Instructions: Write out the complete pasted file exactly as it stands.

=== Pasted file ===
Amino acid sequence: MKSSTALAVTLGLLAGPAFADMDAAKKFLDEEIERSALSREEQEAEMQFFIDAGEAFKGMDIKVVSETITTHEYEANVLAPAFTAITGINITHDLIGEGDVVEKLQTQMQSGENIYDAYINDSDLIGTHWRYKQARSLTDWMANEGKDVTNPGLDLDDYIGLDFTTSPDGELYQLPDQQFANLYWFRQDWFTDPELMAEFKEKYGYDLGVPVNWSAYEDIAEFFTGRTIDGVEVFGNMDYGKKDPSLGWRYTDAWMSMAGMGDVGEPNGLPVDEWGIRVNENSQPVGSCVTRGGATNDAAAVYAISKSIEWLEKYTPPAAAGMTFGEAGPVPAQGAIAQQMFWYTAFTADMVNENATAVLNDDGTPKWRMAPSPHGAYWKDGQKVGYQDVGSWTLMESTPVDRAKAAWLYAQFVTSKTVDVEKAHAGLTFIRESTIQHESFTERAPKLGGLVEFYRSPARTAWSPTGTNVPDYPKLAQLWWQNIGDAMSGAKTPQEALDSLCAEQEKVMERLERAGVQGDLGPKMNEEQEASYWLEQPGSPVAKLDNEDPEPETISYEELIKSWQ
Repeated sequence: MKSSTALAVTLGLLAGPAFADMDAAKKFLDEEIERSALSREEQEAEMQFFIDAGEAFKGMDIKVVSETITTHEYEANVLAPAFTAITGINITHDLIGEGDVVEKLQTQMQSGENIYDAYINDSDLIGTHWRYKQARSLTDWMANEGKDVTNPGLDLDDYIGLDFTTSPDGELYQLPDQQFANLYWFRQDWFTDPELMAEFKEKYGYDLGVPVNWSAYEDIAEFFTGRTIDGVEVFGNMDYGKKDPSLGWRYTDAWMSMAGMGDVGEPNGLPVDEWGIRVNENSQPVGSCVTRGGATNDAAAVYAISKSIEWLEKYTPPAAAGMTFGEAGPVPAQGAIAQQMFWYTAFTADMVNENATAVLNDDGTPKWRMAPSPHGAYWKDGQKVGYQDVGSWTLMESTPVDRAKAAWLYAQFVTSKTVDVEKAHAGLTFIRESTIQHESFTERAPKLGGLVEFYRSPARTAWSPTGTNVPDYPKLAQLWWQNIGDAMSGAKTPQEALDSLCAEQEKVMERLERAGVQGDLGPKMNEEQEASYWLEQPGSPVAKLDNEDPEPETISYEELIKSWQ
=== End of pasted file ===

Amino acid sequence: MKSSTALAVTLGLLAGPAFADMDAAKKFLDEEIERSALSREEQEAEMQFFIDAGEAFKGMDIKVVSETITTHEYEANVLAPAFTAITGINITHDLIGEGDVVEKLQTQMQSGENIYDAYINDSDLIGTHWRYKQARSLTDWMANEGKDVTNPGLDLDDYIGLDFTTSPDGELYQLPDQQFANLYWFRQDWFTDPELMAEFKEKYGYDLGVPVNWSAYEDIAEFFTGRTIDGVEVFGNMDYGKKDPSLGWRYTDAWMSMAGMGDVGEPNGLPVDEWGIRVNENSQPVGSCVTRGGATNDAAAVYAISKSIEWLEKYTPPAAAGMTFGEAGPVPAQGAIAQQMFWYTAFTADMVNENATAVLNDDGTPKWRMAPSPHGAYWKDGQKVGYQDVGSWTLMESTPVDRAKAAWLYAQFVTSKTVDVEKAHAGLTFIRESTIQHESFTERAPKLGGLVEFYRSPARTAWSPTGTNVPDYPKLAQLWWQNIGDAMSGAKTPQEALDSLCAEQEKVMERLERAGVQGDLGPKMNEEQEASYWLEQPGSPVAKLDNEDPEPETISYEELIKSWQ
Repeated sequence: MKSSTALAVTLGLLAGPAFADMDAAKKFLDEEIERSALSREEQEAEMQFFIDAGEAFKGMDIKVVSETITTHEYEANVLAPAFTAITGINITHDLIGEGDVVEKLQTQMQSGENIYDAYINDSDLIGTHWRYKQARSLTDWMANEGKDVTNPGLDLDDYIGLDFTTSPDGELYQLPDQQFANLYWFRQDWFTDPELMAEFKEKYGYDLGVPVNWSAYEDIAEFFTGRTIDGVEVFGNMDYGKKDPSLGWRYTDAWMSMAGMGDVGEPNGLPVDEWGIRVNENSQPVGSCVTRGGATNDAAAVYAISKSIEWLEKYTPPAAAGMTFGEAGPVPAQGAIAQQMFWYTAFTADMVNENATAVLNDDGTPKWRMAPSPHGAYWKDGQKVGYQDVGSWTLMESTPVDRAKAAWLYAQFVTSKTVDVEKAHAGLTFIRESTIQHESFTERAPKLGGLVEFYRSPARTAWSPTGTNVPDYPKLAQLWWQNIGDAMSGAKTPQEALDSLCAEQEKVMERLERAGVQGDLGPKMNEEQEASYWLEQPGSPVAKLDNEDPEPETISYEELIKSWQ